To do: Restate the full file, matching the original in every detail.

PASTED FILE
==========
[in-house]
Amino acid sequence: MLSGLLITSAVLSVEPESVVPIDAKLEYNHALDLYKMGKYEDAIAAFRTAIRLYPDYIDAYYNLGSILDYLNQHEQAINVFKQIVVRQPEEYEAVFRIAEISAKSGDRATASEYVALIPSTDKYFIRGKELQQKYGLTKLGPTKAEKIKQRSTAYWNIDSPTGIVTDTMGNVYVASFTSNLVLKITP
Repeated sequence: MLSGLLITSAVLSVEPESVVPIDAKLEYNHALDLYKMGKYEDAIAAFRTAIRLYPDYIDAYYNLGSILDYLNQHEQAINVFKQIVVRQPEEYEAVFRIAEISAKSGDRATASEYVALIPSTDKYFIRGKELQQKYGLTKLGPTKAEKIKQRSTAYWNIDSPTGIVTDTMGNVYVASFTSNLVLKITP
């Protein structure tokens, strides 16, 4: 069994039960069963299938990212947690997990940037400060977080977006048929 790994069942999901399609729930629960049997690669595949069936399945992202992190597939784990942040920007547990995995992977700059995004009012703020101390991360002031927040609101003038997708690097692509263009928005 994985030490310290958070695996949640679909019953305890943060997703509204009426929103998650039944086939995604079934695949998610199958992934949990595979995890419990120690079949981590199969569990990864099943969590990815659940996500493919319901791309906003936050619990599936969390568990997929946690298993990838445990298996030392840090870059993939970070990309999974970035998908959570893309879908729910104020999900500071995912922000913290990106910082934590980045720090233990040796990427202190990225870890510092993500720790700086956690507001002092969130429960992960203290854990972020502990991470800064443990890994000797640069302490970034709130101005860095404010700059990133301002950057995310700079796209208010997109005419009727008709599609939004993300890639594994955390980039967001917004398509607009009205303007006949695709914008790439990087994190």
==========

[in-house]
Amino acid sequence: MLSGLLITSAVLSVEPESVVPIDAKLEYNHALDLYKMGKYEDAIAAFRTAIRLYPDYIDAYYNLGSILDYLNQHEQAINVFKQIVVRQPEEYEAVFRIAEISAKSGDRATASEYVALIPSTDKYFIRGKELQQKYGLTKLGPTKAEKIKQRSTAYWNIDSPTGIVTDTMGNVYVASFTSNLVLKITP
Repeated sequence: MLSGLLITSAVLSVEPESVVPIDAKLEYNHALDLYKMGKYEDAIAAFRTAIRLYPDYIDAYYNLGSILDYLNQHEQAINVFKQIVVRQPEEYEAVFRIAEISAKSGDRATASEYVALIPSTDKYFIRGKELQQKYGLTKLGPTKAEKIKQRSTAYWNIDSPTGIVTDTMGNVYVASFTSNLVLKITP
């Protein structure tokens, strides 16, 4: 069994039960069963299938990212947690997990940037400060977080977006048929 790994069942999901399609729930629960049997690669595949069936399945992202992190597939784990942040920007547990995995992977700059995004009012703020101390991360002031927040609101003038997708690097692509263009928005 994985030490310290958070695996949640679909019953305890943060997703509204009426929103998650039944086939995604079934695949998610199958992934949990595979995890419990120690079949981590199969569990990864099943969590990815659940996500493919319901791309906003936050619990599936969390568990997929946690298993990838445990298996030392840090870059993939970070990309999974970035998908959570893309879908729910104020999900500071995912922000913290990106910082934590980045720090233990040796990427202190990225870890510092993500720790700086956690507001002092969130429960992960203290854990972020502990991470800064443990890994000797640069302490970034709130101005860095404010700059990133301002950057995310700079796209208010997109005419009727008709599609939004993300890639594994955390980039967001917004398509607009009205303007006949695709914008790439990087994190």